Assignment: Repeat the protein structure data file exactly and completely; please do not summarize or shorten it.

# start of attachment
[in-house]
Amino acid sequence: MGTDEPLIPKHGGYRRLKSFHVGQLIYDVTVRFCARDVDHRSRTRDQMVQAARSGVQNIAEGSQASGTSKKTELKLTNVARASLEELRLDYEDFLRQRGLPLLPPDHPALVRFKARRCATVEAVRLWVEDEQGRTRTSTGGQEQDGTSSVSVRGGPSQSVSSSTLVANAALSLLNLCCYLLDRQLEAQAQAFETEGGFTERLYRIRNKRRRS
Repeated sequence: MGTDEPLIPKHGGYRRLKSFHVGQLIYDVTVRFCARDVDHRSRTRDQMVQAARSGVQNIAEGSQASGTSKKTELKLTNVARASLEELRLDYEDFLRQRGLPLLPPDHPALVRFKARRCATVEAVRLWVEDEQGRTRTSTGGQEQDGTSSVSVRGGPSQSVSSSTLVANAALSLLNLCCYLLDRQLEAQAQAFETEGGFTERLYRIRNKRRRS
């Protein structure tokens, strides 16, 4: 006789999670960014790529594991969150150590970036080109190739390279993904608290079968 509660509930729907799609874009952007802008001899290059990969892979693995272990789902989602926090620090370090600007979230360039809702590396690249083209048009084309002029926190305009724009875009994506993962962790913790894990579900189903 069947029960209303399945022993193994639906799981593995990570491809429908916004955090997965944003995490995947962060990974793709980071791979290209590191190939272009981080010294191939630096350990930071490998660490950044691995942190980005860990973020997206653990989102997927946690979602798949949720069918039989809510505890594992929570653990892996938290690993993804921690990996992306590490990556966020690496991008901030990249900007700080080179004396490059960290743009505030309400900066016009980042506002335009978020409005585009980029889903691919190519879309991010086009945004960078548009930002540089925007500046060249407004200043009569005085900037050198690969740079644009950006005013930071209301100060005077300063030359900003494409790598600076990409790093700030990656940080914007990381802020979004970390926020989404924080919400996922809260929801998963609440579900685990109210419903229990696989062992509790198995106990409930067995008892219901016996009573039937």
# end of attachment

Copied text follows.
[in-house]
Amino acid sequence: MGTDEPLIPKHGGYRRLKSFHVGQLIYDVTVRFCARDVDHRSRTRDQMVQAARSGVQNIAEGSQASGTSKKTELKLTNVARASLEELRLDYEDFLRQRGLPLLPPDHPALVRFKARRCATVEAVRLWVEDEQGRTRTSTGGQEQDGTSSVSVRGGPSQSVSSSTLVANAALSLLNLCCYLLDRQLEAQAQAFETEGGFTERLYRIRNKRRRS
Repeated sequence: MGTDEPLIPKHGGYRRLKSFHVGQLIYDVTVRFCARDVDHRSRTRDQMVQAARSGVQNIAEGSQASGTSKKTELKLTNVARASLEELRLDYEDFLRQRGLPLLPPDHPALVRFKARRCATVEAVRLWVEDEQGRTRTSTGGQEQDGTSSVSVRGGPSQSVSSSTLVANAALSLLNLCCYLLDRQLEAQAQAFETEGGFTERLYRIRNKRRRS
């Protein structure tokens, strides 16, 4: 006789999670960014790529594991969150150590970036080109190739390279993904608290079968 509660509930729907799609874009952007802008001899290059990969892979693995272990789902989602926090620090370090600007979230360039809702590396690249083209048009084309002029926190305009724009875009994506993962962790913790894990579900189903 069947029960209303399945022993193994639906799981593995990570491809429908916004955090997965944003995490995947962060990974793709980071791979290209590191190939272009981080010294191939630096350990930071490998660490950044691995942190980005860990973020997206653990989102997927946690979602798949949720069918039989809510505890594992929570653990892996938290690993993804921690990996992306590490990556966020690496991008901030990249900007700080080179004396490059960290743009505030309400900066016009980042506002335009978020409005585009980029889903691919190519879309991010086009945004960078548009930002540089925007500046060249407004200043009569005085900037050198690969740079644009950006005013930071209301100060005077300063030359900003494409790598600076990409790093700030990656940080914007990381802020979004970390926020989404924080919400996922809260929801998963609440579900685990109210419903229990696989062992509790198995106990409930067995008892219901016996009573039937």